Discussions of water and how to get it to the masses continued to occupy the conversation of commissioners Tuesday evening.
Representatives from each of the local utilities met with members of the commission’s waterline extension committee in an effort to gain momentum for a budget amendment that will provide money for surveys and grant applications to extend water lines from the 141 exit, to the Pioneer Post Office, Terry Creek and eventually tie into Scott County.
As the area for the proposed waterline development was presented, questions were raised about the possibility of making water available to the Campbell Highlands community. Residents of the gated community have made repeated appeals to the commission for relief with their water situation.
Mike Bethuram, Jellico Utilities manager, informed the group that the waterlines would be run to the property, but not beyond the gate.
While committee members agreed that being located on a private road prevented the utility from going onto the development to construct waterlines, Commissioner David Goins suggested a possible solution.
“If they can get their road situation in order for us to serve them I think we should do all we can to work with them,” Goins said, suggesting that the residents could request the road going into the property be made a county road.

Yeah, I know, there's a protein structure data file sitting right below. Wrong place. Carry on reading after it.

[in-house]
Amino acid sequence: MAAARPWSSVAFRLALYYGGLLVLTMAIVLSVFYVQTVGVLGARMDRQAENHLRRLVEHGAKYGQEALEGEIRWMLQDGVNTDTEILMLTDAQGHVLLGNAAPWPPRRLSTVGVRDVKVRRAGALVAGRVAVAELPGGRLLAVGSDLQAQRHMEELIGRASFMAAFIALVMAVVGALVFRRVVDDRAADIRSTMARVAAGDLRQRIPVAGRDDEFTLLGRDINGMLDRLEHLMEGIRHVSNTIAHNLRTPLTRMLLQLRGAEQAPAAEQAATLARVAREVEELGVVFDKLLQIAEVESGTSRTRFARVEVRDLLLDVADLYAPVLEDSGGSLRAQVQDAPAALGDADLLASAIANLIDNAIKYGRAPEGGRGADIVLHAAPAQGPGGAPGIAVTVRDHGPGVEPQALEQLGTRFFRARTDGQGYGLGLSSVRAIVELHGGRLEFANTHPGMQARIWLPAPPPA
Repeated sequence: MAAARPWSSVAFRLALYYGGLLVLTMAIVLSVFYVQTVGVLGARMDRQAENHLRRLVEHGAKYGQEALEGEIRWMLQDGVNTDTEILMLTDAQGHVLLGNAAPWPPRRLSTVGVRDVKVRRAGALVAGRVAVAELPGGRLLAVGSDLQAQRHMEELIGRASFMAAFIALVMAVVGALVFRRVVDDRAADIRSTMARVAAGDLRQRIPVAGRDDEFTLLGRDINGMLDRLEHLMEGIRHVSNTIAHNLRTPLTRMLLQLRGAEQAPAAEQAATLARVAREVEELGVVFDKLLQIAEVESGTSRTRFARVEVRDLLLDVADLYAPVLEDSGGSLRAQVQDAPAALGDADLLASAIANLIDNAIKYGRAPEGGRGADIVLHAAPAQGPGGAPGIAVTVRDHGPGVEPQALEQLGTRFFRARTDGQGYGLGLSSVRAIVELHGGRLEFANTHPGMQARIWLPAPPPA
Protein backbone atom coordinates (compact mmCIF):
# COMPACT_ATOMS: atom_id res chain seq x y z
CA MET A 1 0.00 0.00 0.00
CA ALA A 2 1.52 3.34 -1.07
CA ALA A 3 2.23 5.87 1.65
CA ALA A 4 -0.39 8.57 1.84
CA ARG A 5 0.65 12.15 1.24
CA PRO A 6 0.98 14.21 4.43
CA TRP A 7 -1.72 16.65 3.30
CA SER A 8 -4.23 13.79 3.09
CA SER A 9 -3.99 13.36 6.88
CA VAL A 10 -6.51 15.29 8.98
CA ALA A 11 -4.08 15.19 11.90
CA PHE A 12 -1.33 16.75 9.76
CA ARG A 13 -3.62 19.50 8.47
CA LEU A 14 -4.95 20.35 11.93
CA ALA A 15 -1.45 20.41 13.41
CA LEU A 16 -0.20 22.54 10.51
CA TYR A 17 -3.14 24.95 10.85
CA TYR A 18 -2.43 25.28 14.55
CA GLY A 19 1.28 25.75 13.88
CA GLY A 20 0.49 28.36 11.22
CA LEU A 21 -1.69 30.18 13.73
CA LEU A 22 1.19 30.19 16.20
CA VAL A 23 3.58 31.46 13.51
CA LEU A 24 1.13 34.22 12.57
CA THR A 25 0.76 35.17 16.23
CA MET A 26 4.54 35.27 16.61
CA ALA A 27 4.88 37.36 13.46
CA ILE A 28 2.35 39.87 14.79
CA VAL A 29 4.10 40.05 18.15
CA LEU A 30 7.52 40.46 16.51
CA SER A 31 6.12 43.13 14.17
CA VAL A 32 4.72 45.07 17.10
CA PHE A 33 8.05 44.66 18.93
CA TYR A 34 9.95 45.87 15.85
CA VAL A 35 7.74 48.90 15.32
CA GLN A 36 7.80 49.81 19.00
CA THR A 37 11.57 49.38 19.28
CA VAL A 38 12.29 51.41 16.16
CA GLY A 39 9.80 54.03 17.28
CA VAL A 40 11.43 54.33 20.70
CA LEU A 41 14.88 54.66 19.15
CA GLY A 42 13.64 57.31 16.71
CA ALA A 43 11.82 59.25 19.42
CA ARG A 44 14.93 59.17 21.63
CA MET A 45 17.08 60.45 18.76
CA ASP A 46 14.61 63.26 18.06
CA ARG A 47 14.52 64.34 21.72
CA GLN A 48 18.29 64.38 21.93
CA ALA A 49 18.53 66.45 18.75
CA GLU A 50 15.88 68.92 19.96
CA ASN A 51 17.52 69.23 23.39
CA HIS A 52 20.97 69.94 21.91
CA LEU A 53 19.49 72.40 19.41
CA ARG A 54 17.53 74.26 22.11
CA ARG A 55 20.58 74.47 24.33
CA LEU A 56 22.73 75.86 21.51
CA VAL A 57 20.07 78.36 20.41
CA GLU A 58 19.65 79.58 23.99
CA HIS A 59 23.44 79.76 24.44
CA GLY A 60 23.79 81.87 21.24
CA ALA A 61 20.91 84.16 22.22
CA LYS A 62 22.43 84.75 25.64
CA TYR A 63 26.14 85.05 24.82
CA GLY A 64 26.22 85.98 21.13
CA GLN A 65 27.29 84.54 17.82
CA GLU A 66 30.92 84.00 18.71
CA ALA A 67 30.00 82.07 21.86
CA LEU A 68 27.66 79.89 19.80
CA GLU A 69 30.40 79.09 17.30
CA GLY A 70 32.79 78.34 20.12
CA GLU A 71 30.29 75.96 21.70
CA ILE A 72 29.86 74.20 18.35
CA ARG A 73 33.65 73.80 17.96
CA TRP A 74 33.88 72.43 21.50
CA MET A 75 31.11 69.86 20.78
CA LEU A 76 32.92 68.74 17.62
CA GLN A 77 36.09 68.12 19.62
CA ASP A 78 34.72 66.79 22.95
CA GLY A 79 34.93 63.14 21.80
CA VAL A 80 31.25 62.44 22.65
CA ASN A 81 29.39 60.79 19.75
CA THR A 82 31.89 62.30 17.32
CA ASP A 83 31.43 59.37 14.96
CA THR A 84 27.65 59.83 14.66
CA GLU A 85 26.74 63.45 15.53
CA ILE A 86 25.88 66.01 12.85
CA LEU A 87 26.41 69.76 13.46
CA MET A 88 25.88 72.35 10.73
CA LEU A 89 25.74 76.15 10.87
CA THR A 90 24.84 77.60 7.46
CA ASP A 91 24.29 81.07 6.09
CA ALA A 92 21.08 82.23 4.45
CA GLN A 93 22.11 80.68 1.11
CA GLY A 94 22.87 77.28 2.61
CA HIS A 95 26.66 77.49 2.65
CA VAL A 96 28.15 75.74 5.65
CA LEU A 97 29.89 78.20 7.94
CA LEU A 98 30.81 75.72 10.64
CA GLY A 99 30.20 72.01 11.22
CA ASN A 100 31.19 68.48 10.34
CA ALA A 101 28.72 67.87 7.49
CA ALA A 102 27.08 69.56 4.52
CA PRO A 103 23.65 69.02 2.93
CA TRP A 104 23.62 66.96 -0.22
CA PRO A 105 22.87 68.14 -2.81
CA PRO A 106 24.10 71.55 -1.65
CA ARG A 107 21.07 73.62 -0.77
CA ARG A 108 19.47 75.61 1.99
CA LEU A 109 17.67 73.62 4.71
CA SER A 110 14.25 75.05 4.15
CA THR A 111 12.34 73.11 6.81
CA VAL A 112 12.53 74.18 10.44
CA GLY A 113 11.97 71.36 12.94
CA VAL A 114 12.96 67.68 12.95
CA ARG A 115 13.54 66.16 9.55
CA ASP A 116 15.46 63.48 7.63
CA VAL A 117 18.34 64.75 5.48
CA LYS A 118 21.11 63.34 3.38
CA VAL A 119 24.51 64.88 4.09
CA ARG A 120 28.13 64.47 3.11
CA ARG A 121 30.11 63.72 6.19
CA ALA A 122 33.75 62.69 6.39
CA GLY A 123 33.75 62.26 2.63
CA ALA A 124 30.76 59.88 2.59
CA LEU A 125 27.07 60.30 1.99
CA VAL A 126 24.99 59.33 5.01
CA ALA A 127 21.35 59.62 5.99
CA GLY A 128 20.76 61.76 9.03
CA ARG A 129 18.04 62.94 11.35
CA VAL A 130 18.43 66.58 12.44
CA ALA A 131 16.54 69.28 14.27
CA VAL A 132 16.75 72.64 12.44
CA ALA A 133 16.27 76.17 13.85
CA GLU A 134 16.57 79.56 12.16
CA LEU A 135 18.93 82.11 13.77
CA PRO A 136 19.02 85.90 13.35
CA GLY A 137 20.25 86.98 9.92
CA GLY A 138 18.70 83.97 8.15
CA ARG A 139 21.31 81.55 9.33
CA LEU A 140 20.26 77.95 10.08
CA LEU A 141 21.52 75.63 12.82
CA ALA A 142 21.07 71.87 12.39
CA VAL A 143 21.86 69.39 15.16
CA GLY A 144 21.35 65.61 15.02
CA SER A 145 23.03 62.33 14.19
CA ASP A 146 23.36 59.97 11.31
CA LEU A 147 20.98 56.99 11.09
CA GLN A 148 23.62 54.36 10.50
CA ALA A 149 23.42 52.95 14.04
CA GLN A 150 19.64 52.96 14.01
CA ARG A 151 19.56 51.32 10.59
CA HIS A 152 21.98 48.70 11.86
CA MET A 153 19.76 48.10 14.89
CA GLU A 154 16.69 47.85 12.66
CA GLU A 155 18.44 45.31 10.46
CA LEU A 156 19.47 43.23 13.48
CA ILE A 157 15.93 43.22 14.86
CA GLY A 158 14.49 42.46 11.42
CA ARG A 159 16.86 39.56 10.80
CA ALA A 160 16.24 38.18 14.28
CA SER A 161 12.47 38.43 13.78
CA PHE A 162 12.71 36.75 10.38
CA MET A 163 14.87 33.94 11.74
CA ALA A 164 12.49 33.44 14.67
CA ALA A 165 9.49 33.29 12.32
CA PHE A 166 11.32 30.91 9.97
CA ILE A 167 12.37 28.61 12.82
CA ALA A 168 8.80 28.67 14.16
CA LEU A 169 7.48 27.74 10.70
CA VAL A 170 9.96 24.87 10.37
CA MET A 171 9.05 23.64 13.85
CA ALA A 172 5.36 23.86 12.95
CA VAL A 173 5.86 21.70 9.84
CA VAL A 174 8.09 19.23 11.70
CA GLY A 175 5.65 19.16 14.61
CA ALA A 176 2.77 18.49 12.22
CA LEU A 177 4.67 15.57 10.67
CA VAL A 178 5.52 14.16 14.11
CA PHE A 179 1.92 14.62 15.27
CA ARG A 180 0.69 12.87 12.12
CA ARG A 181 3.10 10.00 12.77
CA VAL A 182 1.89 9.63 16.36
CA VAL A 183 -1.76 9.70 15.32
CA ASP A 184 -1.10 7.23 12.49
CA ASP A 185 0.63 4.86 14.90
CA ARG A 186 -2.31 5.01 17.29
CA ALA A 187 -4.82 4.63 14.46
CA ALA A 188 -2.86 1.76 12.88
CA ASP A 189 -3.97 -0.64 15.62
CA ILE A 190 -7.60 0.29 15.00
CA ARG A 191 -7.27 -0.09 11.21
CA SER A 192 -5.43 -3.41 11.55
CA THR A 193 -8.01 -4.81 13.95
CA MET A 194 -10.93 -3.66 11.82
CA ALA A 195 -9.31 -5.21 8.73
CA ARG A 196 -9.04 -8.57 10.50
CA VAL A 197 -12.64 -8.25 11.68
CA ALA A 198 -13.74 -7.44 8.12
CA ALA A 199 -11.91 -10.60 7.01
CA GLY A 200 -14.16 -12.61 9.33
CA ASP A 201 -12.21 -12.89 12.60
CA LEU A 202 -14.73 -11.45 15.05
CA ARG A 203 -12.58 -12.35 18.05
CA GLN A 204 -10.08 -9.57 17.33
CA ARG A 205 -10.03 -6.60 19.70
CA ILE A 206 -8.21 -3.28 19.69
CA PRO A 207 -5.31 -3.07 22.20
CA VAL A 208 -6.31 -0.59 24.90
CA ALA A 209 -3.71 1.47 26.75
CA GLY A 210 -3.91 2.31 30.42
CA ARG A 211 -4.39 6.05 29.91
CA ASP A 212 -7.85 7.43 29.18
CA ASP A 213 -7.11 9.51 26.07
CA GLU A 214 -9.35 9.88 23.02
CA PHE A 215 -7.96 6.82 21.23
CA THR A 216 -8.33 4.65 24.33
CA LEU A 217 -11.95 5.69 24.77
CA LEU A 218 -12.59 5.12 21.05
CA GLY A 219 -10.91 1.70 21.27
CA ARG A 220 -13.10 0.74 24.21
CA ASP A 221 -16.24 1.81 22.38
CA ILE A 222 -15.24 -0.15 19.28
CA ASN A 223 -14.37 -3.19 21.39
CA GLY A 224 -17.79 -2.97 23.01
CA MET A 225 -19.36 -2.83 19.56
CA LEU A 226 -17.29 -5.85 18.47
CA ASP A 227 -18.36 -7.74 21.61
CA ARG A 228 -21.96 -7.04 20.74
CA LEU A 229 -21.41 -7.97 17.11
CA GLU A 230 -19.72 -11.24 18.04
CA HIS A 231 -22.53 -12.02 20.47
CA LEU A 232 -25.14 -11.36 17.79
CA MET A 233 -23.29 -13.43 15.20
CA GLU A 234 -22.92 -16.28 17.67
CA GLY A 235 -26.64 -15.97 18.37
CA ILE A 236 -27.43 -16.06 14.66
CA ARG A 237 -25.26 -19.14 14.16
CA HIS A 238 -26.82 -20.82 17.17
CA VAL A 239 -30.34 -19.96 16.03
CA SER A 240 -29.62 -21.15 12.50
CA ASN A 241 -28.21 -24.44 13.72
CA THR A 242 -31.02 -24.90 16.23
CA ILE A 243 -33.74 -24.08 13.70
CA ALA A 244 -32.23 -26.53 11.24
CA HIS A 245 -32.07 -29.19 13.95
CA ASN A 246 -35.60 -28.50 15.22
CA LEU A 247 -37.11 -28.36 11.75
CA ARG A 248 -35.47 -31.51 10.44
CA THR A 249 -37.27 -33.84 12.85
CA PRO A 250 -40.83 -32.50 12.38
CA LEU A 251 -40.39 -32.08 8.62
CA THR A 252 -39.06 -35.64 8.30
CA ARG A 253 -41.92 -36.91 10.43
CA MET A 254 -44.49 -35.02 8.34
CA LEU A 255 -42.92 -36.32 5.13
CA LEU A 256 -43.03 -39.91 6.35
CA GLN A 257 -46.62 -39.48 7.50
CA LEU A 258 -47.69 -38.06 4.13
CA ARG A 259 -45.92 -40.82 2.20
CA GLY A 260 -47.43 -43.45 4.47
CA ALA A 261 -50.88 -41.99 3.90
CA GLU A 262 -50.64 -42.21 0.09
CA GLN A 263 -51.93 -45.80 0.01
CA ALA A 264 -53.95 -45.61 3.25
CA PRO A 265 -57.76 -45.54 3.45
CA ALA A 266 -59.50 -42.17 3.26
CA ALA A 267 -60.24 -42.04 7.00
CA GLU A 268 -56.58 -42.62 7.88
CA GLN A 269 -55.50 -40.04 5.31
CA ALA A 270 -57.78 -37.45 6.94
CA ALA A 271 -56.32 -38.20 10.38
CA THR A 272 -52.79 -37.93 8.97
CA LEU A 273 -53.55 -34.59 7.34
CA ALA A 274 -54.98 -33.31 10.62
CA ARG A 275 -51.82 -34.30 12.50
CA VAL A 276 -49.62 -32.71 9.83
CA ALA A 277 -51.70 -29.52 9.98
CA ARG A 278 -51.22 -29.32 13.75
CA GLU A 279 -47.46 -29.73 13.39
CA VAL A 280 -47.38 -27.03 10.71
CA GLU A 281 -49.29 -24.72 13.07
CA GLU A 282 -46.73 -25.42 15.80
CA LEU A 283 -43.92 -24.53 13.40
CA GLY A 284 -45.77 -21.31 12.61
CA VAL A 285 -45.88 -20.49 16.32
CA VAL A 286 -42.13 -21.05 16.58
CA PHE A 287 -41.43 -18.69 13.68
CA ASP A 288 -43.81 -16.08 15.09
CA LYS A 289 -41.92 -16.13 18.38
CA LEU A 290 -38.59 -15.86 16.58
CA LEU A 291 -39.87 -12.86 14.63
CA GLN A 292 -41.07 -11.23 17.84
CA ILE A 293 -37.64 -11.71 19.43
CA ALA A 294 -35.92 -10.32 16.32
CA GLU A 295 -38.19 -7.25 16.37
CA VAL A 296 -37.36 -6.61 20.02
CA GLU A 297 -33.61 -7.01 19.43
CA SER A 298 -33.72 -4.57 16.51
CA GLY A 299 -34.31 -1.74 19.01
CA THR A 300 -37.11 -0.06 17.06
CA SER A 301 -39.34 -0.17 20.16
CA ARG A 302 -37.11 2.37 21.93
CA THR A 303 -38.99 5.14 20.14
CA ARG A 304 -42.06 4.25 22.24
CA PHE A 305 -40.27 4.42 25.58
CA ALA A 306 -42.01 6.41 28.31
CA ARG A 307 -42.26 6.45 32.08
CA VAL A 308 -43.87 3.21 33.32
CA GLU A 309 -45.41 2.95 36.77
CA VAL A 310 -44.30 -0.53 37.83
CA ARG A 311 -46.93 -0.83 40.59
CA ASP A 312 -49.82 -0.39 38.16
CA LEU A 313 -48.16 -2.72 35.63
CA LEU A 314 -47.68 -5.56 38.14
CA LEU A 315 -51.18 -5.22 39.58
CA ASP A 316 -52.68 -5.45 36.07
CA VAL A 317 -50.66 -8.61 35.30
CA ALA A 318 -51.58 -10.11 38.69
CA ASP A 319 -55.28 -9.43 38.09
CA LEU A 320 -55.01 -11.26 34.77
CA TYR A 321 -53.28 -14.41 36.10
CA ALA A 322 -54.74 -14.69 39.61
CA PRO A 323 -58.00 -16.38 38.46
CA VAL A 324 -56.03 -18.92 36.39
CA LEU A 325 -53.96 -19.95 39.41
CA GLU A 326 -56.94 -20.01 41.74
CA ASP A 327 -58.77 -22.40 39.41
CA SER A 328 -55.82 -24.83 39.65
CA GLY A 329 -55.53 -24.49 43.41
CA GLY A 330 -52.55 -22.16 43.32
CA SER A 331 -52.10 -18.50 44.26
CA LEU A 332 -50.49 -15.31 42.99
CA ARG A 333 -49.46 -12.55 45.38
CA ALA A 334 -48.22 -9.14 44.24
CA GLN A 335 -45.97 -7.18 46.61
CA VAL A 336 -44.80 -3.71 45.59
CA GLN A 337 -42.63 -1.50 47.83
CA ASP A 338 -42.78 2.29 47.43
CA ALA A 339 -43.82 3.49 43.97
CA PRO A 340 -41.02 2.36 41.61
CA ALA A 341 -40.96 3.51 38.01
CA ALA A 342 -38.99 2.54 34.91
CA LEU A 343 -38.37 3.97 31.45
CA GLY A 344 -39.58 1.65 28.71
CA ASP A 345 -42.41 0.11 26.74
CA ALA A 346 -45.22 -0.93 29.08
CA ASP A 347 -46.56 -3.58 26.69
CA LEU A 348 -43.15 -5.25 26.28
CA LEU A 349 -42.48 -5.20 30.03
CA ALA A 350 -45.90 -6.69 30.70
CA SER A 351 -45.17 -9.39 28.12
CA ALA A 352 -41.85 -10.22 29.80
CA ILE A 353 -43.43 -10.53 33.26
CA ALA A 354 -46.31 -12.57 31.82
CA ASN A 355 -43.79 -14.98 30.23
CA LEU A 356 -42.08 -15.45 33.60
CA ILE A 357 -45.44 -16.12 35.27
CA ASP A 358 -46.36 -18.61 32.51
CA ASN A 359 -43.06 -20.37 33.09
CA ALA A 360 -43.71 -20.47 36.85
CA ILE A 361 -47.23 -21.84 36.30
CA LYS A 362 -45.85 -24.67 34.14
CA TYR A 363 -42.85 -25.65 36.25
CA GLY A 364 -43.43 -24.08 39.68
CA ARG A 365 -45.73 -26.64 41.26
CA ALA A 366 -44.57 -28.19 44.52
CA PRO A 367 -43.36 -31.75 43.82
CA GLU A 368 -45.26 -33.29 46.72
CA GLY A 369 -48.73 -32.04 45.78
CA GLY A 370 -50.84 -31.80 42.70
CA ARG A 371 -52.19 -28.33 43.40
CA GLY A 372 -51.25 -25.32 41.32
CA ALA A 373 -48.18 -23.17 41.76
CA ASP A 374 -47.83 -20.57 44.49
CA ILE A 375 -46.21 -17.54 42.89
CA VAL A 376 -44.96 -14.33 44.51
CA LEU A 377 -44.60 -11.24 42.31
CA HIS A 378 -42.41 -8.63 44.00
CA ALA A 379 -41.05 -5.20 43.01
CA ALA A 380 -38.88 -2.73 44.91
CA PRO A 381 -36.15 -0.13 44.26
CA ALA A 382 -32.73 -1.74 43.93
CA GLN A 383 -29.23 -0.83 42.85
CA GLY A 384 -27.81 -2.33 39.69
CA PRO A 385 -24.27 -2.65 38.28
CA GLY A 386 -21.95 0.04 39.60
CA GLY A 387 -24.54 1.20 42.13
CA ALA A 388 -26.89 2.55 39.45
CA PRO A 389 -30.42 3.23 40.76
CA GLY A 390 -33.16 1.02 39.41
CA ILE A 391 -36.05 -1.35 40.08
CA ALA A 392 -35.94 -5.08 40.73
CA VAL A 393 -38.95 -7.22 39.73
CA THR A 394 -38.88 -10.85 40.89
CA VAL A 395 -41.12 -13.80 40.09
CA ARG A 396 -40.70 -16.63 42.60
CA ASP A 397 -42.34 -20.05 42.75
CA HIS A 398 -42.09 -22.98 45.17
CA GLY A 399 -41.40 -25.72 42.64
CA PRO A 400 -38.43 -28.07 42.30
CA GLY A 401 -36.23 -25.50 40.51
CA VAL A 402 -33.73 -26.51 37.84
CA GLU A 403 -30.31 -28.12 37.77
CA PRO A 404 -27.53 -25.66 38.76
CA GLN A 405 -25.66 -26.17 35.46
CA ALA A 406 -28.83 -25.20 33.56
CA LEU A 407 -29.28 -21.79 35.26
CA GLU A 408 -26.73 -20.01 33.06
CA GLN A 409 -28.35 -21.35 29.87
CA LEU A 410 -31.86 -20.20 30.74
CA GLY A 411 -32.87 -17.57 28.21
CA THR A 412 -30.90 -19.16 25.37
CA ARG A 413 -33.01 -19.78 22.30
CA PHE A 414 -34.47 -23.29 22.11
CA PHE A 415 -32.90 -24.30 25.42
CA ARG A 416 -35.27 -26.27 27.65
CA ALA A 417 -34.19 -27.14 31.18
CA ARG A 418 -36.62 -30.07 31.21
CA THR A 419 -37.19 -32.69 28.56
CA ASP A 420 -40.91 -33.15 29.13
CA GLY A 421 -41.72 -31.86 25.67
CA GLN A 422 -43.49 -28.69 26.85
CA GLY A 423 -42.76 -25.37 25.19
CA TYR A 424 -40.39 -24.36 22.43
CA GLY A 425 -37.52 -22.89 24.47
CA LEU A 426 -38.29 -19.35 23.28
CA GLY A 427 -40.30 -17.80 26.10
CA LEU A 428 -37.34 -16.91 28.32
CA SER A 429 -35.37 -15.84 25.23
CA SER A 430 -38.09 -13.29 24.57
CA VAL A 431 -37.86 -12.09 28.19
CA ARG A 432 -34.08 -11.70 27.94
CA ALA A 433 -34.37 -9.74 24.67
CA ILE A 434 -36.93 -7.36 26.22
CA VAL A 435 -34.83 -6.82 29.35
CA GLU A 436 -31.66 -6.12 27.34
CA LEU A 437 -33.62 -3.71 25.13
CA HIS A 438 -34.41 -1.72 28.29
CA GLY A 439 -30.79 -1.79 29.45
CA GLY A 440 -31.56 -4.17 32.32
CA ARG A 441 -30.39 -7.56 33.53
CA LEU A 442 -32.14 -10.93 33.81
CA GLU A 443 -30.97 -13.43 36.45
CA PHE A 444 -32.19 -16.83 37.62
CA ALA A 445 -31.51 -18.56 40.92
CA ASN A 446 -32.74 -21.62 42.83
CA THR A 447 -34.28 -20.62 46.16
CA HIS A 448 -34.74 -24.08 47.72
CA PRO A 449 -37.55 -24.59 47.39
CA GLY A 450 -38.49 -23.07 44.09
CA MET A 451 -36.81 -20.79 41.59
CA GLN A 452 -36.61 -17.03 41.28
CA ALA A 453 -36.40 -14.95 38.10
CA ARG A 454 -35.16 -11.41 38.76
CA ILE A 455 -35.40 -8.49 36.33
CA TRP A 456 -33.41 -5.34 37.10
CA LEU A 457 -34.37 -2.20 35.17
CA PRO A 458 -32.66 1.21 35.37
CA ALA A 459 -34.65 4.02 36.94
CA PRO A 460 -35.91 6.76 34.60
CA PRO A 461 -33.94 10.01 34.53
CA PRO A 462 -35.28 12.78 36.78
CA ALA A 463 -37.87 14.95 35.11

Commissioner Rusty Orick and Eddie Troxell of LaFollette Utilities warned that such action opened the door for other developments to come knocking with similar requests.
“If you do that (take water into Campbell Highlands) for them the next developer that comes along is going to ask for the same thing,” Troxell said.
“I’m not against anyone having water, but it (Campbell Highlands) is outside our scope,” Orick added.
Goins asked utility representatives if economic stimulus funds discussed as a possibility with the new presidential administration, could be used to construct additional waterlines should it become available.
According to Troxell, if LaFollette Utilities were the recipient of any stimulus funding, the main concern would be system maintenance.
“Our primary focus with any stimulus money will be to fix our old system that is really showing its age,” Troxell said.
Bethuram concurred that Jellico’s waterline infrastructure was also showing signs of age and in need of repairs.
Refocusing on the budget amendment discussed earlier in the meeting, commissioners voted in favor of presenting the amendment to the full commission for action.